Thomas likes his apartment but worries what will happen next year when the bus route changes. Public transportation won’t be as convenient as before.
Things get better, but are never easy.
What helps is having a community of volunteers who make sure participants pay their rent, that they keep going to the doctor for treatment, that they keep getting to the places they need to be.
Volunteers say they’re most surprised by an item many men request when they come into GreeNest.
They want an iron. One of the biggest challenges of those experiencing homelessness is personal upkeep, the lack of which is a blow to individual dignity. Susan Doran said one man at the shelter lamented job hunting. She recalls him sharing that he wanted to work, but he “couldn’t land a job because he smelled so bad.”
Volunteers pooled resources to purchase memberships in the downtown YMCA so people had a place to shower. The memberships also provided a dry, warm daytime place to go during inclement weather.
“This is just one example of how we get creative,” Susan suggests. She throws in that one way to help someone is to provide a bus pass for travel to necessary appointments.
“Two passes,” she offers, “because they have to be able to get somewhere and get back.”
Volunteers are magic makers, and some of that magic happens at GreeNest.
Jan was at the Augsburg overflow shelter one night talking to a guest. A man was homeless after a series of misfortunes depleted his resources.
He couldn’t stand not having anything to do during the day. He was accustomed to working. With no job prospects, all he had to do was walk around town. He shared his job qualifications with Jan.
A series of coincidental events led to Jan to hear about a job opportunity that required his exact skill set. She started making phone calls throughout the shelter system, and eventually tracked down a man whose name she didn’t know.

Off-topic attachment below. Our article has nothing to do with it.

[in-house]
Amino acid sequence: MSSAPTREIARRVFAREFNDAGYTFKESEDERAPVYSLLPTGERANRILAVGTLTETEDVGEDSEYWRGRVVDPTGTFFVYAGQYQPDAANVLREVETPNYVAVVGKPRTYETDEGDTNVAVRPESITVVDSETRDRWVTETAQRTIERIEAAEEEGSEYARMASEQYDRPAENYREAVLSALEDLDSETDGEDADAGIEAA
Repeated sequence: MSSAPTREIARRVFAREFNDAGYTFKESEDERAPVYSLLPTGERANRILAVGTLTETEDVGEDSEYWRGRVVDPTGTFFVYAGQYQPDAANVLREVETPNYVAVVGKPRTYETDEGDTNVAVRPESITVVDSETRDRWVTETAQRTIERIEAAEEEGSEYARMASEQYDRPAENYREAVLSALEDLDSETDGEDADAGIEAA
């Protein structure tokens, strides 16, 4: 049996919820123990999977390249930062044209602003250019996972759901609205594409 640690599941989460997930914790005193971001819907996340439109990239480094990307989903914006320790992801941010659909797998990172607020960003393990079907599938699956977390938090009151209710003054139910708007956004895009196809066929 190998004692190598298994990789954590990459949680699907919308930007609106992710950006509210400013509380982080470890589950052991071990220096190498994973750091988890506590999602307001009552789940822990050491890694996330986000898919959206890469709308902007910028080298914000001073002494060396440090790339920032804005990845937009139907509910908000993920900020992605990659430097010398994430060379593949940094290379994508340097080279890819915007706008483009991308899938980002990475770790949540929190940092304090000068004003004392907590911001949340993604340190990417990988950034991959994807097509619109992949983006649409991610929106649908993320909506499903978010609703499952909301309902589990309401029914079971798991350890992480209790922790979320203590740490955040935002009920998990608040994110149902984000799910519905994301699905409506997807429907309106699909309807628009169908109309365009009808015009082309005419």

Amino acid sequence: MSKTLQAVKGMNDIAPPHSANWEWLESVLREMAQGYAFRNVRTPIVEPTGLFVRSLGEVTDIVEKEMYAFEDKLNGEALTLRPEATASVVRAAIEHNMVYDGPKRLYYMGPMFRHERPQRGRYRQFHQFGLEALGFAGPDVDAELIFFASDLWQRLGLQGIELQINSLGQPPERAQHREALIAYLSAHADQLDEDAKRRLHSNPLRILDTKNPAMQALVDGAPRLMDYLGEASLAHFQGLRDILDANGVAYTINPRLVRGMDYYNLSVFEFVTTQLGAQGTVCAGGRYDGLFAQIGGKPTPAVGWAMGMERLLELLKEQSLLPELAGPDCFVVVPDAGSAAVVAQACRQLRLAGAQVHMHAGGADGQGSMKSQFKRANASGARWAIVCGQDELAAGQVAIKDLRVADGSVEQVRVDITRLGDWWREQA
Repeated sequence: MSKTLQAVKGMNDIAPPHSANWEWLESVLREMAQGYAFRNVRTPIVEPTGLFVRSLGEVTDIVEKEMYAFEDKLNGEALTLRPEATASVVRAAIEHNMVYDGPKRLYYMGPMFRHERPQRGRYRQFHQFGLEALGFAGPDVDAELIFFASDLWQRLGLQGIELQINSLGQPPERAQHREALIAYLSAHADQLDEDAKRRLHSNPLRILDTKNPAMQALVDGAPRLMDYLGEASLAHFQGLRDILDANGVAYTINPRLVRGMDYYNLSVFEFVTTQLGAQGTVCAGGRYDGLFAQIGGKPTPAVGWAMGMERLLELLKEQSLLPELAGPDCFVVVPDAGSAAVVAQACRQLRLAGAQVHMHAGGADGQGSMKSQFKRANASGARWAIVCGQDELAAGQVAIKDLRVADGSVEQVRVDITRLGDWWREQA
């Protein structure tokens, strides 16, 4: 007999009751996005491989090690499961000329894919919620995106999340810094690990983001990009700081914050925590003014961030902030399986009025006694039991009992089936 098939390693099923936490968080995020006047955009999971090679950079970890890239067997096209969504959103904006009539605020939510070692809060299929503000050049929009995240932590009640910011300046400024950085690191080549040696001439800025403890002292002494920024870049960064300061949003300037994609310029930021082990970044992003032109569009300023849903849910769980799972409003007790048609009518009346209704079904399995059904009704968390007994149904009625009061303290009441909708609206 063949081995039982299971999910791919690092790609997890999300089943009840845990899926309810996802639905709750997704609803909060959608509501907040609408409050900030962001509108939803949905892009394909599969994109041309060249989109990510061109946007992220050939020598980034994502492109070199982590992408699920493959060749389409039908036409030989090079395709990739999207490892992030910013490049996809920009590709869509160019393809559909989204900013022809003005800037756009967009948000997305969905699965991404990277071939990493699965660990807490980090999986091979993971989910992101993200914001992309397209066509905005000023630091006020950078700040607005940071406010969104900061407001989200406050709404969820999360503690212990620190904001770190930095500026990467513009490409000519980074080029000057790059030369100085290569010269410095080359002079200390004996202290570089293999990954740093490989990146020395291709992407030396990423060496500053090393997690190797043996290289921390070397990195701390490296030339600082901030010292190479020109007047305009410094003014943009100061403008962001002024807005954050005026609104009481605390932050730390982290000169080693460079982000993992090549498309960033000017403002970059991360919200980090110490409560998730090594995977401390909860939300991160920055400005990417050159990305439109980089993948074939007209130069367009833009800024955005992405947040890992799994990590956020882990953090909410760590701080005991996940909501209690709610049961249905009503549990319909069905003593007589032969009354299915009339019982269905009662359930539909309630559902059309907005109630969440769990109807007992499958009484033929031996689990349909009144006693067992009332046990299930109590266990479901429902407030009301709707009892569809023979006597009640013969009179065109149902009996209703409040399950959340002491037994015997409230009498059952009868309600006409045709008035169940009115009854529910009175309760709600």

He got that job, and the position eventually became full time and permanent.
“Without those chance meetings with people,” Joanna comments, “this man could have easily fallen through the cracks.”
This is another way volunteers compensate for the holes of the matrix.
Thomas Doran moved into permanent housing on his birthday last July. He entered an empty apartment and milled around until two friends came by to take him out for his special day.
The movers arrived with his furniture while he was out. They brought in the bed and couch he had picked out at GreeNest, as well as the kitchen table with four chairs.
They put everything in its place.
Thomas walked in the front door to find a fully furnished apartment smiling back at him.
Later, his caseworker dropped by with a confetti birthday cake. “I called my grandmother in Kansas City to tell her the good news. Confetti cake is my favorite. She used to make it for me.”
At 62 years old, he had a new life waiting on him. It was made possible by social services coupled with a community willing to make a difference.
Thomas sat at his new kitchen table, the one with four chairs he’d bought himself. He ate a piece of his birthday cake, and then he cried. !
DEONNA KELLI SAYED is a Greensboro writer and podcaster. Visit dksayed.com to learn more, and follow her on Twitter @Deonnakelli.
GreeNest is located at 1015 Northwest Boulevard in Winston Salem. A fundraiser, “Cleaning Out the Nest,” will take place July 23rd from 8 am to noon and will have furniture, accessories, and artwork available for public purchase. Visit greenestws. com to learn more about donations and volunteer opportunities.